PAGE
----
I've been away from this forum for some time but upon returning and reading your post with regards to the 'central' anchor reminded me why I enjoy this place so much - the fountain of knowledge and attention to detail never ceases to amaze me.
 

Jim Currie

Member
Apr 16, 2008
5,403
710
323
Funchal. Madeira
The 'Central Anchor' was deployed through that hole which is called a 'hawspipe'. It was possibly part of the ship's emergency ocean towing system. There would have been an extremely large (50mm dia.?) wire stowed on a giant reel under Titanic's forecastle head.
In an emergency, the wire would be deployed at first exactly the way Dave Gittings described. The towing vessel (usually another ship)would then pass his emergency towing wire or similar to Titanic.
Titanic's crew would attach the towing ship's tow-line to Titanic's anchor.
Titanic's bow crane would then lift the anchor over the side. The towing vessel would position herself ahead of Titanic and start winding in her tow line.
At the same time; Titanic would pay-out her wire with the anchor attached.

When the anchor was suspended approximately half-way between the two ships, all would be made fast ready for the tow. The anchor would act as a counter spring weight to the towing wire and prevent it becoming taught and breaking during bad weather when Titanic was under tow and the both vessels were pitching, rolling and heaving in a seaway.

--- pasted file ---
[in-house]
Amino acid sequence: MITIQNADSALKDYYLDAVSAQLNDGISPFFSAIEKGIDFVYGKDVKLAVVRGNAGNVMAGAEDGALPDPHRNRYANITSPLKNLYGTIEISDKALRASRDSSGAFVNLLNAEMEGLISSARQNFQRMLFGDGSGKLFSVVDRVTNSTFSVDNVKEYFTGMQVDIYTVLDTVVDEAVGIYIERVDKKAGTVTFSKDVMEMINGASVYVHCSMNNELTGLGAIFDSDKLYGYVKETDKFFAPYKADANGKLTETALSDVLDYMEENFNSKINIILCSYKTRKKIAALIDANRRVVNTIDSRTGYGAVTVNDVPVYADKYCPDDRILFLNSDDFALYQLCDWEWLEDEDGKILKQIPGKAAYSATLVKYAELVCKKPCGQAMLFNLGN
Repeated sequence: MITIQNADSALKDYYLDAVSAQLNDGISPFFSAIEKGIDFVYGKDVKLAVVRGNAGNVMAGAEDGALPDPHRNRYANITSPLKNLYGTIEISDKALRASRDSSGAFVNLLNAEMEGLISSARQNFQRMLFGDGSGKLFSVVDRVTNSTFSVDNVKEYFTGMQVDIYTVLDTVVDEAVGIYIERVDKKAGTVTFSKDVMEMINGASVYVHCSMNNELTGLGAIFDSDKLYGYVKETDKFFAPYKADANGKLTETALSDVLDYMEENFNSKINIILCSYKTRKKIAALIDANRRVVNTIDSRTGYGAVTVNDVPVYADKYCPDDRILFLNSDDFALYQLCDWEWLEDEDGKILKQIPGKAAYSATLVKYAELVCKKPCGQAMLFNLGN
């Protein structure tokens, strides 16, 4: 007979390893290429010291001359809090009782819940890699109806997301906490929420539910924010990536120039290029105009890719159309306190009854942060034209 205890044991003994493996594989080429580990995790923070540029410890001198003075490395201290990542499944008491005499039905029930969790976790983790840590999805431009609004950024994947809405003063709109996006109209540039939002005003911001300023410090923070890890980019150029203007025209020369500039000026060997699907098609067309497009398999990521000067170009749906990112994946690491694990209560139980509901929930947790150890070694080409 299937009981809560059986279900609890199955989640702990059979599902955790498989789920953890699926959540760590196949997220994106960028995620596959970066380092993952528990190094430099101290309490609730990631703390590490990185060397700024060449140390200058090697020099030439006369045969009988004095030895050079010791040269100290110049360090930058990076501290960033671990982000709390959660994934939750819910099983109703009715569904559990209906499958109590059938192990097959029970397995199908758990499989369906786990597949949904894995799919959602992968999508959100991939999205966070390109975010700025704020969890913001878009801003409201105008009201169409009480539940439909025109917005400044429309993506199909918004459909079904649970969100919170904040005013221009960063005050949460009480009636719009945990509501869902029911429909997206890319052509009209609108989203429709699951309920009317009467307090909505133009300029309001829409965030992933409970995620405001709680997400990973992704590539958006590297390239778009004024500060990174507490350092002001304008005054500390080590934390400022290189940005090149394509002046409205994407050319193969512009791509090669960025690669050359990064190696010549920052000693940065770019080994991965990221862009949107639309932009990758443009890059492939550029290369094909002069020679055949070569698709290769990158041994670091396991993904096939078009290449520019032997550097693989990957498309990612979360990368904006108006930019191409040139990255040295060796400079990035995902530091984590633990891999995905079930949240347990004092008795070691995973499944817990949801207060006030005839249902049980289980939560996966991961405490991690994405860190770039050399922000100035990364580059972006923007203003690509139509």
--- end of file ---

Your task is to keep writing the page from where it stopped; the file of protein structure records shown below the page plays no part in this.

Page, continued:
The distance between the vessels would be upward of quarter of a mile.

In years to come, every British merchant ship carried one of these wires for that very purpose. They became known as 'Insurance Wires'.

Perhaps this shows what I mean:

 

Jim Currie

Member
Apr 16, 2008
5,403
710
323
Funchal. Madeira
Colin,

You wrote:

"Was that anchor tested in the sea trials, or used at any other time?".

I understand Titanic anchored in Belfast Lough and also off the south of Ireland. At first to disembark non-essential personnel and the second time to embark passengers.

Such a test as actually deploying the anchors would not be carried out. It would have to have been a practical test and due to the varying quality of holding ground would not be realistic.